you hope China and Taiwan engage in a cross-strait dialogue
soon? Also, China's leadership has been guarded in revealing
its feelings toward Taiwan's President, Chen Shui-bian. At
the very least, they haven't leveled the kind of invective
against him that they have against his predecessor and his
Vice President. I wonder if you gleaned any feelings from
the Chinese leaders on how they feel about Chen Shui-bian?
ALBRIGHT: Well, I think generally I can't say that there
was, I mean I really did have very interesting discussions
today, so not every answer was uniform, and I think that they
are questioning basically who he is, what his motives are,
how he's going to operate. And I think that they also feel
that they don't have enough information about him. And I think
they know, and this is always a little dangerous, trying to
impute into people's heads something out of a few sentences.
But what was so evident to me today is that they know that
this is on the front burner, that this is something that they
want to deal with, that they have to deal with, and that the
world is watching how they deal with this issue.
like to, it's very interesting, you know you try to compare
it to other things, and basically as far as they're concerned
it is a unique issue, and analogies or historical comparisons
don't work. I mean, for them, they see it as a very important
issue to them that they have to deal with in their own way.
This is your first visit since the bombing of the Embassy.
Did that issue come up, and in what context? And secondly,
as I understand it, the only relations that have not resumed
since then is the dialogue on human rights. Did you make any
progress on getting a resumption of that?
ALBRIGHT: The subject did not come up. I must say I did
raise that I had a problem with Li Peng going to Belgrade,
but the bombing did not come up, but the human rights issues
did. I raised them, and we talked about the various aspects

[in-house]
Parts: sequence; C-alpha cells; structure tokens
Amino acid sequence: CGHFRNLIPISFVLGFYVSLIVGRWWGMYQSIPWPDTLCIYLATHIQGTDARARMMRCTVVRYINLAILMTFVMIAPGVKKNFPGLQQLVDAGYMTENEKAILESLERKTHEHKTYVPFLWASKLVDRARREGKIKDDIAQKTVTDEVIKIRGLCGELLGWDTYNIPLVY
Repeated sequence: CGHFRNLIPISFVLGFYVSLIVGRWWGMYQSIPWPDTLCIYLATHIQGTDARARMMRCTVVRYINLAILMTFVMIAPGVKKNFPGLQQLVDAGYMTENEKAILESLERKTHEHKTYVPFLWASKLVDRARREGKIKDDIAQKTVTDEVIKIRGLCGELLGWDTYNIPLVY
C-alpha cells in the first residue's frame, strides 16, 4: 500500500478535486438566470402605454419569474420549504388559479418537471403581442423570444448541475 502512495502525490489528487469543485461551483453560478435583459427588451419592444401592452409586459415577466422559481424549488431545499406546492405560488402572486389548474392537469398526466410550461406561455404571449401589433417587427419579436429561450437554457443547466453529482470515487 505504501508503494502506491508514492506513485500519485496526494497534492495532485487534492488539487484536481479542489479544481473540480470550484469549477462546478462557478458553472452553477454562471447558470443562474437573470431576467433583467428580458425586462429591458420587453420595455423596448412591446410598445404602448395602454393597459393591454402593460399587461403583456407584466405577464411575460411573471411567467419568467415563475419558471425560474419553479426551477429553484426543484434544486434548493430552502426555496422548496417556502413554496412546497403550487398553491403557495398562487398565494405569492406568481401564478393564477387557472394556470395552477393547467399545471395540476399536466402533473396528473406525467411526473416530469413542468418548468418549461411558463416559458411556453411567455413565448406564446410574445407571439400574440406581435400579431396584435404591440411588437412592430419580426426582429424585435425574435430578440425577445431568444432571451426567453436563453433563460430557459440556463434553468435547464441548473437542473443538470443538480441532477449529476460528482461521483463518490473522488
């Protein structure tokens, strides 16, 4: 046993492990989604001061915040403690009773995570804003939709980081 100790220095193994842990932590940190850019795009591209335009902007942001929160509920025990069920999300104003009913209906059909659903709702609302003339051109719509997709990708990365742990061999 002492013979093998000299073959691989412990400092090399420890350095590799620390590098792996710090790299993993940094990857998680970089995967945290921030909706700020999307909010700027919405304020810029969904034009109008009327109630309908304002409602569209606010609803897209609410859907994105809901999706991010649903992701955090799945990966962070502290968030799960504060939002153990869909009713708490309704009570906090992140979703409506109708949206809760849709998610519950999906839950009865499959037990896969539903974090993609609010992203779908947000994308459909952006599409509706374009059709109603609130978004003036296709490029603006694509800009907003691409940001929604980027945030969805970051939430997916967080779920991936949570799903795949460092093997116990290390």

of it that were troublesome, and there's going to be follow-up
from our embassy here and also from other members of my delegation.
And we talked about, I talked about, the need to resume the
dialogue. Assistant Secretary Harold Koh is here, with us,
was in the meetings, and we hope that they would pick it up.
I talked to them about the ratification of the Covenant.
Madame Secretary, you said that the character of the conversation
you had about NMD did not match the comments which have come
out of the Foreign Ministry today which were quite strong.
Could you characterize a little more the nature of that conversation,
and what the Chinese had to say about the defense plans?
ALBRIGHT: They basically only in one meeting talked about
the fact that they were concerned more about TMD, and then
said that there were some questions that they had about the
need for the territorial security of the United States, I
think that was the way it was put.
Madame Secretary, several months ago you gave an important
speech on Iran, and it was seen by many analysts as throwing
an olive branch to Iran's reformist President Mohammed Khatami.
You must have been delighted to learn that he's also in Beijing
now. Do you, or any members of your staff, have any plans
to meet with Khatami or any members of his staff while you're
ALBRIGHT: No, we don't. You know, I did give the speech,
and we have, you know, we've adjusted some of the sanctions
aspects, and there are a lot more people-to-people events
taking place, and, I don't know, it's a pretty big hotel.
Madame Secretary, from CBS News. Following up on Andrea's
questions about Korea, since the Summit, President Kim Dae
Jung has said that he thinks the threat of war is over now
on the Korean Peninsula, and obviously there's a great sense
of euphoria. And as you mentioned, we are coming up on the
anniversary of the beginning of the Korean War. This seems
to have prompted a lot of conversation in Korea about, is
it time for American troops to leave the Peninsula? And I'm
wondering if you're satisfied that enough progress has been
made that it is time to begin that conversation, or if you
want to see more before this conversation gets going?
ALBRIGHT: Well first of all, I think that it is pretty
much agreed that our troops in Korea are a stabilizing factor,
not only for the Peninsula, but generally here, and I think
that, first of all, the subject did not come up, and second,
as historic as this summit is, it's not definitive in terms
of every aspect of what has been a long and difficult relationship,
and I think we would be rightfully termed as naïve to assume
that everything has been dealt with. I think it's historic,
it's encouraging, that our troops here play a very important,
or not here[but] Korea, play a very important role. I'm going
to Seoul tomorrow, I'm sure that there will be a lot of discussions,
but I would be very surprised if they had to do with our troops.
Because in preliminary briefings that we have had, it's been
made very evident that that's not an issue for discussion.